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As our ferry approached the island yesterday, I became aware that something had changed. The view that had thrilled me for over 30 years was now different, and as we neared Brodick the reason became very apparent. The new ferry terminal had appeared.
I gazed in some amazement at the size, shape and rather vulgar appearance of the structure and wondered how on earth something so out of character with the island could have been allowed to replace the friendly, welcoming terminal that has greeted us with apparent efficiency for so long.
I say apparent because there had clearly been some perception that the existing terminal had become unfit for purpose, so I assume this was the basis on which plans for the new building were laid. But why so big?
Have the island fathers struck a secret deal with Cunard? Does Brodick see itself as a future Southampton?
I doubt if either of these are true, but in our Yorkshire hometowns we are seeing massive cuts in our social care budgets, benefits reduced, libraries closed etc. So perhaps your readers will understand why I see the new terminal as being also a blot on the financial landscape.
Sorry Arran, CalMac, North Ayrshire, but I think you got it wrong.
The door-to-door Christian Aid collection in Whiting Bay and Kildonan, with tax reclaimed, amounted to £1,351. The Big Brekkie for Christian Aid on Sunday June 11 raised £282, with tax reclaimed, and so in total, £1,633 has been received by Christian Aid.
Thank you to everyone in our two villages who gave so generously, many thanks.
It’s not going very well is it? The summer ferry season seems to have brought the following:
A new ticketing system that on the one hand encourages us to book on the internet but renders it impossible to do so for those with OAP concessions seeking to book a car.
A telephone system that requires a 20-minute hold – I know I’m getting on but even I have better things to do.
And a supplementary boat that (how shall I put this?) is at best temperamental and at worst about as much use as a chocolate fireguard.
Some practical suggestions:
Tap up the rail companies for some top tips on how to enable concession tickets to be booked on the net and then checked at the point of use.
When a long-term fault with a vessel emerges, don’t let everyone booked on it know at the same time: drip out the news in an attempt to smooth out follow-up demand. You might even fix it ahead of schedule.
Either have a phone system that’s fit for purpose or don’t have one at all: it’s the hope that gets us.
A personal view, I grant you, but ease out, or ease up the price of RET vehicle fares. Arguably the world’s most successful travel company – Ryanair – has become so because it better matches supply and demand. CalMac’s vehicle fares are both too cheap at peak times and too expensive in the troughs.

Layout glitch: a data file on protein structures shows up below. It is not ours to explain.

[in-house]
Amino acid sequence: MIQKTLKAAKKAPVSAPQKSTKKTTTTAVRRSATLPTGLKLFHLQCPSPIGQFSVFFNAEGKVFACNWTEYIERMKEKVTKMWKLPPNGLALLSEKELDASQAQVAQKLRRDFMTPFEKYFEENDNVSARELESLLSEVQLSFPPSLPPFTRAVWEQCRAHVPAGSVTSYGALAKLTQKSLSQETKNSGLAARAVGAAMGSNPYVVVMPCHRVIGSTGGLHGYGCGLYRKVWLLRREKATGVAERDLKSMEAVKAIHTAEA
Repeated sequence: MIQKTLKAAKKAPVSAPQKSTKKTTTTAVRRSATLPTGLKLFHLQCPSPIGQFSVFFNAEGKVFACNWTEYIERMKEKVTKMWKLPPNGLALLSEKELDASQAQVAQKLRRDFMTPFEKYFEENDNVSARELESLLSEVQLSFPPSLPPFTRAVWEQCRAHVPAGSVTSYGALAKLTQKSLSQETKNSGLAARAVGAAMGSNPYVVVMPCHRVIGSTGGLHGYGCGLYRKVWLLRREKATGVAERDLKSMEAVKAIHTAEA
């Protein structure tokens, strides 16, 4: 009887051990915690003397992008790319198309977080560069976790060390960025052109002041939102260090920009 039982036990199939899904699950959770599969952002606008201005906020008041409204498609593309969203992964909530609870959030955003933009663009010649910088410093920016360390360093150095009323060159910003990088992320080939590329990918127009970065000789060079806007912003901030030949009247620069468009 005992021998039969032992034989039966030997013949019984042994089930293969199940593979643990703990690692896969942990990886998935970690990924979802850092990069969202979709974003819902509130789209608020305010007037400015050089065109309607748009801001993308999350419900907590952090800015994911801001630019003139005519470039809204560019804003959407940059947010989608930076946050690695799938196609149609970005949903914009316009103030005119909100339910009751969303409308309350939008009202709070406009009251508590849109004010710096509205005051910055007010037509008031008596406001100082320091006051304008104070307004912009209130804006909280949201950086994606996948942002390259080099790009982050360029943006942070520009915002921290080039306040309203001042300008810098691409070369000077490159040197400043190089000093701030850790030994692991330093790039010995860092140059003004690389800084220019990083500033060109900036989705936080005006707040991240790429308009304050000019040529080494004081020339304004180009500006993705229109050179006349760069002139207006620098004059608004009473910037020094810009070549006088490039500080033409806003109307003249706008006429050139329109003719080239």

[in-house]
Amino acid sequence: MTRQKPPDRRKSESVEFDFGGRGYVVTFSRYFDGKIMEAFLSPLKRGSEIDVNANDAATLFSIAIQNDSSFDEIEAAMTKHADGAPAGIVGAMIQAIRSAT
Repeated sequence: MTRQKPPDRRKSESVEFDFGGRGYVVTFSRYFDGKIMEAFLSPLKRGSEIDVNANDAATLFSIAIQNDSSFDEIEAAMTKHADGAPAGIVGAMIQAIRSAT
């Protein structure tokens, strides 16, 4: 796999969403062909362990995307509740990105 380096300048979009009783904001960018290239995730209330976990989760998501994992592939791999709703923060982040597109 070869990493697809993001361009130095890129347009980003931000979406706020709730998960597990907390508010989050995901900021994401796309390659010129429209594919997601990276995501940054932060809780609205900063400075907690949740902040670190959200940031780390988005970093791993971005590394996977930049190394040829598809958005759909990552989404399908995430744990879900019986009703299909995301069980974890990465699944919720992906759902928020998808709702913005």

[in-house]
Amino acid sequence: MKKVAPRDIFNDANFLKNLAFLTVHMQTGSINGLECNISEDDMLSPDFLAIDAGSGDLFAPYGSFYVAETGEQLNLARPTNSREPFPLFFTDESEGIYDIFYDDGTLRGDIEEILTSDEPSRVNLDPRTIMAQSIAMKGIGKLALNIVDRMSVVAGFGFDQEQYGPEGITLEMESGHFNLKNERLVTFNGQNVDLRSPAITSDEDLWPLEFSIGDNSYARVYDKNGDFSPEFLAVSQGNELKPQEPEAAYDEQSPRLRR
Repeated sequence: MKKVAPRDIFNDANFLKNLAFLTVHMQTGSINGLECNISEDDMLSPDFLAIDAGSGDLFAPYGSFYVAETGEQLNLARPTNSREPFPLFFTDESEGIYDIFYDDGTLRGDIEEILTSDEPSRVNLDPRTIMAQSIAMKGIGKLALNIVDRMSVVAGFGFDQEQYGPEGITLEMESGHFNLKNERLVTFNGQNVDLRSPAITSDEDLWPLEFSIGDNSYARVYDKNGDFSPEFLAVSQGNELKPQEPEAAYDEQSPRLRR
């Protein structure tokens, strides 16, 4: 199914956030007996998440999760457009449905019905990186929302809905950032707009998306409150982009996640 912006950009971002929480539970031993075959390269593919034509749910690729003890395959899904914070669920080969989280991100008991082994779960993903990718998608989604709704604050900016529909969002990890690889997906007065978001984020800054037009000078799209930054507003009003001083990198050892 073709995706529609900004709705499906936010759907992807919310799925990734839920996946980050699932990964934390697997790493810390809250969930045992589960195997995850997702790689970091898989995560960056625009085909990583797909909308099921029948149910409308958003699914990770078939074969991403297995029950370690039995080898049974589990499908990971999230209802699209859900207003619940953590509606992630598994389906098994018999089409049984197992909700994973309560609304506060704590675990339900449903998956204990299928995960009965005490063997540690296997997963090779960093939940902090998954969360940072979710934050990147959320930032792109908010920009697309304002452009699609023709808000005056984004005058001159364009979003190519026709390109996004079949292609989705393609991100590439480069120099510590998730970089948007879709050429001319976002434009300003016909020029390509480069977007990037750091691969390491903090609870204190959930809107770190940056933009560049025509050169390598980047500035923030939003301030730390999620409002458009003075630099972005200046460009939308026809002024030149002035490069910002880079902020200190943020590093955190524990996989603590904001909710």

But I commend your staff’s indefatigability.
On Wednesday June 7 I inadvertently left my IPad on the 12.30pm Caledonian Isles, but did not realise my loss till I was home.
I returned to the Brodick office and reported it to Cathie who, even although she was very busy, emailed Gourock to enquire, and told me to go home and she would phone me with the result. A short time later she did with the good news that it had been found and handed in, alas there was no particulars of the finder?
I should like to thank the finder if they should read this, also the CalMac staff, and particularly Cathie, for their outstanding service.
My faith in my fellow man/woman has been restored!
My love for the Isle of Arran began in 1976 when, as a family we rented a cottage in the very pretty village of Corrie and we have some very happy memories of our holidays there.
In 1995 I bought my first coach and started trading as Ronaldsway Door to Door coach holidays, providing coach holidays for the more mature person. When it came to planning my tour programme, the Isle of Arran was right at the top of the list and so in June 1996 I brought my first tour to the island.
Such was the success that it became an annual tour and I ran two tours a year – one in June and one at the beginning of October – for 15 years, both being very successful with some passengers returning with us each year.
It was with apprehension then that we watched the islands popularity grow, especially since the introduction of lower ferry fares.
Sadly, our fears were founded as we now are no longer able to secure accommodation at the hotel we have successfully been to for the last 15 years.
Please believe me when I say that I understand the hotel’s decision as the rates that they can get from casual visitors, such as golfers, does not compare to group rates. I am sure that I would do the same.
I have nothing but praise for the hotel who always looked after us very well and gave us many kindnesses and always made us so welcome.
Thank you to the Arran Banner and all the group venues and the people of Arran who are all so friendly and make us feel so welcome. We have nothing but happy memories.
We are still hoping that we will be able to continue our tours to the island.
My son is the driver now, (United Kingdom Coach Driver of the Year 2016) for our tours, which are operated by prize-winning Brethertons Tours, as problems with my health meant I had to surrender my driving licence.